Tuesday, September 11, 2007
Holes & Wholes
As I sat knitting this morning and watching MSNBC, I couldn't miss the fact that this is September 11th, six years later but no closer to peace.
I watched the family members solemnly file in. I looked on as the color guard marched onto the platform. I listened to children singing our national anthem. I saw the mayor of New York City speak. I heard the commentators discussing the war in Iraq and Afghanistan, debating whether we are any safer today than six years ago on the day the towers fell and the earth shook with its repercussions.
But what riveted my attention, was the flag behind the podium. It was the original flag flown over "Ground Zero" as the site has become known. The flag was as worn and ragged as the rescue workers on that day, as shredded as the hearts of those who lost loved ones, as tattered as our feelings of security, as battered as our ability to hope.
The flag was riddled with rips and tears, and the sun shone brightly as it did on that other infamous Tuesday. As the ceremony continued, those holes became pinpoints of light, transformed from negative space into luminous stars.
I looked down at the complex pattern I was knitting, made up of yarnovers (or holes) and began to ponder.
Holes in knitting are, generally speaking, a bad idea. We spend hours perfecting our craft, learning to keep a consistent tension, trying to avoid dropping a stitch or otherwise mangling the fabric we are creating. We store our hand made treasures with cedar blocks to ward off moths. (Much better smelling than the mothballs our mothers used.)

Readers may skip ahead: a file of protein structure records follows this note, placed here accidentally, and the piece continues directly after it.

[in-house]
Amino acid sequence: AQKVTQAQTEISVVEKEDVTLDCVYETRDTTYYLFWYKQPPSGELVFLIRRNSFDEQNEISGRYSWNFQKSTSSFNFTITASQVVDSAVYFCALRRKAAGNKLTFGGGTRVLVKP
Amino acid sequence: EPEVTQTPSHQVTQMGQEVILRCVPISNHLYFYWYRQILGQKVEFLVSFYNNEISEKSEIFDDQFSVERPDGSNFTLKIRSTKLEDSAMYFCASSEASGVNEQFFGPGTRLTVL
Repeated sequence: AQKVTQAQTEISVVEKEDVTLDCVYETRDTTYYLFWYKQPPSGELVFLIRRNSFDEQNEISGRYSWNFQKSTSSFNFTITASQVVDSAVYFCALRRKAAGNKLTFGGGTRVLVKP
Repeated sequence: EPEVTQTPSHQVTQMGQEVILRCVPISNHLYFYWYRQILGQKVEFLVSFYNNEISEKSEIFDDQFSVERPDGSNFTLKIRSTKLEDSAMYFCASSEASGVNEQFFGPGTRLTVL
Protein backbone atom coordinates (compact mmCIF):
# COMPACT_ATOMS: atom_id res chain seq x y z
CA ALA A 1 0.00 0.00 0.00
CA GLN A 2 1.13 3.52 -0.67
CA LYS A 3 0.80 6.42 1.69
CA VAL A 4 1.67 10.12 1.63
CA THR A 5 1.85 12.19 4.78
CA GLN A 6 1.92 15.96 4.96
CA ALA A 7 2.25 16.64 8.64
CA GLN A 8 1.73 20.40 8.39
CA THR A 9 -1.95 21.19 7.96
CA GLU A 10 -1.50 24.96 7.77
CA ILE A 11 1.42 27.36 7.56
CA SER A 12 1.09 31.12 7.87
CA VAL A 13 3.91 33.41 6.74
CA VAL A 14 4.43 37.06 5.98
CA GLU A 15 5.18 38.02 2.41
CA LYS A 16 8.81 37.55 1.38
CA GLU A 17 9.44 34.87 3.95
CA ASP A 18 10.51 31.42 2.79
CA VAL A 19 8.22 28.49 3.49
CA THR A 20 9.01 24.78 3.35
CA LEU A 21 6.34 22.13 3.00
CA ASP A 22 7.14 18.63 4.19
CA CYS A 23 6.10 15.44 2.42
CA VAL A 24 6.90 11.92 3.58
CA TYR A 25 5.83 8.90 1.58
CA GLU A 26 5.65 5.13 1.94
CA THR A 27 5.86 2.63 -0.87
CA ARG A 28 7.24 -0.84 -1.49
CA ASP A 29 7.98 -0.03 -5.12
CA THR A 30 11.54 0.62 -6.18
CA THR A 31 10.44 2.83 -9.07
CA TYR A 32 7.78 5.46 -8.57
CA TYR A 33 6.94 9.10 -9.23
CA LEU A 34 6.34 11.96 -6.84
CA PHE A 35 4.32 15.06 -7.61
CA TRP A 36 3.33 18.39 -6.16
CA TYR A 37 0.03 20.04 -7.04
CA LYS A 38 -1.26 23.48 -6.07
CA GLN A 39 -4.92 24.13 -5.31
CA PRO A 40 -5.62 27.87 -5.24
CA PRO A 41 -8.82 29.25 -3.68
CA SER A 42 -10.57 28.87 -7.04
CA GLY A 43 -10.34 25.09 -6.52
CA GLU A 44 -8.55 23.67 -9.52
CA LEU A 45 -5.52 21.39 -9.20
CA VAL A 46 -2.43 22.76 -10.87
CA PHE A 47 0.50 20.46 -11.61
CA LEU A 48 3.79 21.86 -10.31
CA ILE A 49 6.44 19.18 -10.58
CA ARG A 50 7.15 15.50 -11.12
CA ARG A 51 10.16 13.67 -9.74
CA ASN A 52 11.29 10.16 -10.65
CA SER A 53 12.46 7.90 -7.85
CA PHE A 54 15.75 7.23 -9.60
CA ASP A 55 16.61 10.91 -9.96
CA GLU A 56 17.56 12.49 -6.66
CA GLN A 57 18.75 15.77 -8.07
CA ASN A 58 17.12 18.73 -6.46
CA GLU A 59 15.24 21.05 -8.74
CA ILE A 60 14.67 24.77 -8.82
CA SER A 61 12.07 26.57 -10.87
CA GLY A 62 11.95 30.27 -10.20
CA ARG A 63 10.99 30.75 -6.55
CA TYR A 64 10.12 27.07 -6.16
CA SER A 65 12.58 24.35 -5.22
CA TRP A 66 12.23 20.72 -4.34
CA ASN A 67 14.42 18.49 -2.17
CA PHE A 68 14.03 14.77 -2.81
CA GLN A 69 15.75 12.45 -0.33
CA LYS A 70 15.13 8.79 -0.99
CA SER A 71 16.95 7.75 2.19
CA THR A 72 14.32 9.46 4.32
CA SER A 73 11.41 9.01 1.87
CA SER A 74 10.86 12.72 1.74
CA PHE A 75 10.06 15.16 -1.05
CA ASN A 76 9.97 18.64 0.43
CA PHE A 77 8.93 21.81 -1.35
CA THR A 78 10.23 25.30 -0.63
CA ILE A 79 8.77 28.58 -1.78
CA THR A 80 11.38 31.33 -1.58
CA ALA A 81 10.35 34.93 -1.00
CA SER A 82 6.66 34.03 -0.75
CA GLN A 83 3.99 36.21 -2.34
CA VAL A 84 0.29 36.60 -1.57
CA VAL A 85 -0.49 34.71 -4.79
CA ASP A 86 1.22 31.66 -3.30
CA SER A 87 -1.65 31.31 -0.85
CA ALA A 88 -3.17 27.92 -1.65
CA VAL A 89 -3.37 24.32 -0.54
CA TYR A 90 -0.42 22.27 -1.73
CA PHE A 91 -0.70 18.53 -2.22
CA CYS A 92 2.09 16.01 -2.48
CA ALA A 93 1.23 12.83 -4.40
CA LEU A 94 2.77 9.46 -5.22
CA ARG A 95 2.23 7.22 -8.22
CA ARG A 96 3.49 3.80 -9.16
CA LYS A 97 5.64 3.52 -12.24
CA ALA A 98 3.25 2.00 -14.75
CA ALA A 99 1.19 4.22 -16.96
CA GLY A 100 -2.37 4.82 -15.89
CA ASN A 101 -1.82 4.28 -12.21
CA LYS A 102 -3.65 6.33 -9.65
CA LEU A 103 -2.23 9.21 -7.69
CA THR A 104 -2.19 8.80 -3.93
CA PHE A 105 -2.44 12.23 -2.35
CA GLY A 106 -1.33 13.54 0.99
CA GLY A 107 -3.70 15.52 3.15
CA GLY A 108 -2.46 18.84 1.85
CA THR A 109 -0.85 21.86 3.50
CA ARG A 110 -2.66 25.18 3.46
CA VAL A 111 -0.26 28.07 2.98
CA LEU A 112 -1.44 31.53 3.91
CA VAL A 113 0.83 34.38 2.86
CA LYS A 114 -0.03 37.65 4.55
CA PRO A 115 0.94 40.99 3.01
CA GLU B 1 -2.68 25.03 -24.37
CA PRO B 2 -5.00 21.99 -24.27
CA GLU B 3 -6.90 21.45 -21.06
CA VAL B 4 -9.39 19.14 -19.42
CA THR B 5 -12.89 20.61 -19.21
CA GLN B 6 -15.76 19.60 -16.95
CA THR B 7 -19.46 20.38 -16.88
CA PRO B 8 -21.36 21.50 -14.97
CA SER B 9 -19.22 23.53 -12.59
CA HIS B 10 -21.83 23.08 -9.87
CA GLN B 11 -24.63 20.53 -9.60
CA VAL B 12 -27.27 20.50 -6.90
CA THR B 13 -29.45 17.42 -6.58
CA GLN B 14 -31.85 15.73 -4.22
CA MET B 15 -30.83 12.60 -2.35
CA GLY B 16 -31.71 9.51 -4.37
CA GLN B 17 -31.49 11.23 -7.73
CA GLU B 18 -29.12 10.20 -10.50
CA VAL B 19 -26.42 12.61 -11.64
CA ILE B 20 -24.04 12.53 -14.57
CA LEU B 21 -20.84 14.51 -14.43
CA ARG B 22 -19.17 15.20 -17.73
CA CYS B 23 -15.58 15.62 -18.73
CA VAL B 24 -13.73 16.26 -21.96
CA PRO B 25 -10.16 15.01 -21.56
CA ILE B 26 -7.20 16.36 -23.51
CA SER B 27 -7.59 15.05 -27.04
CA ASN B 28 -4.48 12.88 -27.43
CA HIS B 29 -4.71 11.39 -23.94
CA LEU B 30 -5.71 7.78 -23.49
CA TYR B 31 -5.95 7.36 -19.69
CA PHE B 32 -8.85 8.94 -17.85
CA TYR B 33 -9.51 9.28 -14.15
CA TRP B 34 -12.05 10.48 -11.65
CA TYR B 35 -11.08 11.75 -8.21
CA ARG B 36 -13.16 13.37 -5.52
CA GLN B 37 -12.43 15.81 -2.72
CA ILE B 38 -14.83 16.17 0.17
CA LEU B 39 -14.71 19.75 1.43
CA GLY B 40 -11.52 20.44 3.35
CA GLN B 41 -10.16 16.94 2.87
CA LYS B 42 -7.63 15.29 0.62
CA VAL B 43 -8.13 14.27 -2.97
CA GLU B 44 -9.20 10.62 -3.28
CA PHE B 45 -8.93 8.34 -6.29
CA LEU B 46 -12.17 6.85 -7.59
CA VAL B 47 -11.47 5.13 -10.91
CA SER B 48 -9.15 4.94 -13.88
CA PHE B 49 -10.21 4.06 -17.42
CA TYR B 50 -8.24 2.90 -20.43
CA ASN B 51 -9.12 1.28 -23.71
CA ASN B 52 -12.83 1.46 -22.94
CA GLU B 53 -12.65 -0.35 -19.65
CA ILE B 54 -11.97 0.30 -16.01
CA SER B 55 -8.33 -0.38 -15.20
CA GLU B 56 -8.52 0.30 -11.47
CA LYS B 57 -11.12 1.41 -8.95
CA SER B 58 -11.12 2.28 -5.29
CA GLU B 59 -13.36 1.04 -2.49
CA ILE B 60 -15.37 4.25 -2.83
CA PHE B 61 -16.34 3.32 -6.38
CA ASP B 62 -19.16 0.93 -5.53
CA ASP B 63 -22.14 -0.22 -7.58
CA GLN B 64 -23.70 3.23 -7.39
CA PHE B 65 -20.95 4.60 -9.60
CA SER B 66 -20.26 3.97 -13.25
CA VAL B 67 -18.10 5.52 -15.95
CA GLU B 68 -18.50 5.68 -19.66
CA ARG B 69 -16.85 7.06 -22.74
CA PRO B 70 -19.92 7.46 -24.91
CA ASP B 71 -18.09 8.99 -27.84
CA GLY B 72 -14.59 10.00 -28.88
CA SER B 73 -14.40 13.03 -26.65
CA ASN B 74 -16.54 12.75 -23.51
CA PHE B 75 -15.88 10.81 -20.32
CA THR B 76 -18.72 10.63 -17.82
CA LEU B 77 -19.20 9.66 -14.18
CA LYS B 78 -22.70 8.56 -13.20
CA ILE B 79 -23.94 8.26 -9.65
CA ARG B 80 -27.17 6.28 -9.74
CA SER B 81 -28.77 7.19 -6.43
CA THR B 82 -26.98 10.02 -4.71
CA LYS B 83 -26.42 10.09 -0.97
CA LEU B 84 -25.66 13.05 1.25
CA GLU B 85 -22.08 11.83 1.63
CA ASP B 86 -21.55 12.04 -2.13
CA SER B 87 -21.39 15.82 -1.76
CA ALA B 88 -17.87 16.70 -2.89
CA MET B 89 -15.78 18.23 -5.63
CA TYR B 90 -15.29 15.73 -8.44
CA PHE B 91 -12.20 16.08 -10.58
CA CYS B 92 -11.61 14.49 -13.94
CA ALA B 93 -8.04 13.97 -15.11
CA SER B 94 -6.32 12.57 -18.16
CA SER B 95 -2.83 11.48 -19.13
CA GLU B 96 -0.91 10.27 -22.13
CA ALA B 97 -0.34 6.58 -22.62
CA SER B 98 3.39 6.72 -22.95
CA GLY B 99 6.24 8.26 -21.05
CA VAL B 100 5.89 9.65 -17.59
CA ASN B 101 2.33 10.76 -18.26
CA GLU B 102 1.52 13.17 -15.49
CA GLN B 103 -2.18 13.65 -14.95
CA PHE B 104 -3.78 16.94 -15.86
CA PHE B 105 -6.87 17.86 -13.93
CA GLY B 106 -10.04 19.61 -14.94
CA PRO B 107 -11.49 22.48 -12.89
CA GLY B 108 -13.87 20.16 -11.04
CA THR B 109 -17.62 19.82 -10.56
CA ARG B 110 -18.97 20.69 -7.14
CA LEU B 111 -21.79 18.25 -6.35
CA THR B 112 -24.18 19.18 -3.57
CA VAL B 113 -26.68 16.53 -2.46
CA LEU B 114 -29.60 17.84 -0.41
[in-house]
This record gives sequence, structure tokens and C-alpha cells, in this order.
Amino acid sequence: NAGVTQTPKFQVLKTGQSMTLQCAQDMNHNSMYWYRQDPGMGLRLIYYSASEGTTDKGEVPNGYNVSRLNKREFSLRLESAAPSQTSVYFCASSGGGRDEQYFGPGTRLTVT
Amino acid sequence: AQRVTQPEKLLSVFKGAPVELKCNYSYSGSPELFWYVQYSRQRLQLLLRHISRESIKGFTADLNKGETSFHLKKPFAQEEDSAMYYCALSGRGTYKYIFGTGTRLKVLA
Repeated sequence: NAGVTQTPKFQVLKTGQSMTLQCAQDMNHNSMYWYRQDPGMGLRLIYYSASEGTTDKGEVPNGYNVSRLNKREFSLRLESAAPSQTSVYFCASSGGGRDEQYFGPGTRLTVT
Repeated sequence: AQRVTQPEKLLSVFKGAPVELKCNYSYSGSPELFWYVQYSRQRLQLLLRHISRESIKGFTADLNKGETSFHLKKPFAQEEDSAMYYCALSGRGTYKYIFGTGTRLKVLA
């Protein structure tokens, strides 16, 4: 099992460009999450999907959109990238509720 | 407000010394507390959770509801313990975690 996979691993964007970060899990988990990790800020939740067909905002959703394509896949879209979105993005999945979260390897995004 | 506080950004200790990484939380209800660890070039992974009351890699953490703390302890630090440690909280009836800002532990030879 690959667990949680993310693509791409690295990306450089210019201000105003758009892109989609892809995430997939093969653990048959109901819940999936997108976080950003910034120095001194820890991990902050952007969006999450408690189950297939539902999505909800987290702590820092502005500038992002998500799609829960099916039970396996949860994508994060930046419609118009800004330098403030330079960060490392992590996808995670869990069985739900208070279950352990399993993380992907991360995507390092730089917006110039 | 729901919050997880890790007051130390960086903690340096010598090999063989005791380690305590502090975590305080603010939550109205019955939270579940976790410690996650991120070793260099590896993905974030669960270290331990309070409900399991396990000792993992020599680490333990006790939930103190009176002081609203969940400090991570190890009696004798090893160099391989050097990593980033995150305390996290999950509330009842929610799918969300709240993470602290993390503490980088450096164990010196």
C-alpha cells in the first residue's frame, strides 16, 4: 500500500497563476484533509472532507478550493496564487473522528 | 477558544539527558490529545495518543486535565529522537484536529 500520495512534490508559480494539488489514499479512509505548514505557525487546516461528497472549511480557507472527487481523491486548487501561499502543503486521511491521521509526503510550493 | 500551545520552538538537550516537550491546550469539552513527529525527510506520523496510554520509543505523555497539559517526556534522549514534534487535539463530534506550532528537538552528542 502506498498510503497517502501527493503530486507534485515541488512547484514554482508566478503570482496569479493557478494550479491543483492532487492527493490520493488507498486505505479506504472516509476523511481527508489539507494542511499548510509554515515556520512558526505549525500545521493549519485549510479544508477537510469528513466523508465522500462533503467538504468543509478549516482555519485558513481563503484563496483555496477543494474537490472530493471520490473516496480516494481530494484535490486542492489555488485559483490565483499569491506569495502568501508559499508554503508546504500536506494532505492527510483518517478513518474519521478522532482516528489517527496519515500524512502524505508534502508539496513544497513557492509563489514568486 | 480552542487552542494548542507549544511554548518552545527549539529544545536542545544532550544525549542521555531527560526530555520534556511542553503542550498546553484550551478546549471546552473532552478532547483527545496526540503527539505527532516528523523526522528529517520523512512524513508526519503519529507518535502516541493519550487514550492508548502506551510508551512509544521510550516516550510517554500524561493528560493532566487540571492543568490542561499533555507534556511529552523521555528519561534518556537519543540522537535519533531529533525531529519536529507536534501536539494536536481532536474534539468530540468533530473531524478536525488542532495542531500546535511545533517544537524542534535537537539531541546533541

If we do not "fix" the holes, binding them off in some fashion, they get bigger, creating ladder runs or ever widening gaps in the fabric. We want our knitting to be whole, not holey.
Yet here I was, making holes on purpose. Furthermore, in this season of lace, I had been knitting holes for the entire summer. Why?
Because the holes make the fabric interesting, intricate, textured. Because the lace is shaped by what is no longer there.
Even so are we shaped by what is no longer there. Whether we know anyone in NYC or not, whether we are a military family or not, we have all been touched by the losses sustained that day, and in the six years that followed.
If we let holes ( in the flag, in lower Manhattan, in our souls) remain negative space, we let them rend us, tear us, make us less whole. Most of us know the Hebrew word, "Shalom." It is usually translated to mean "peace." Some of us use it as a greeting, a blessing, an invocation. Fewer of us know the meaning: wholeness at all times, in all things.
Do you know a better definition for peace?
We need to fill the holes in our national psyche. We need to let the light shine through. We need to allow ourselves to be made whole.
My wish for today is to remember not what we have lost, but what we have gained, to let the wounds of 9/11 bring us closer, rather than tear us apart.
That is my hope. That is my prayer.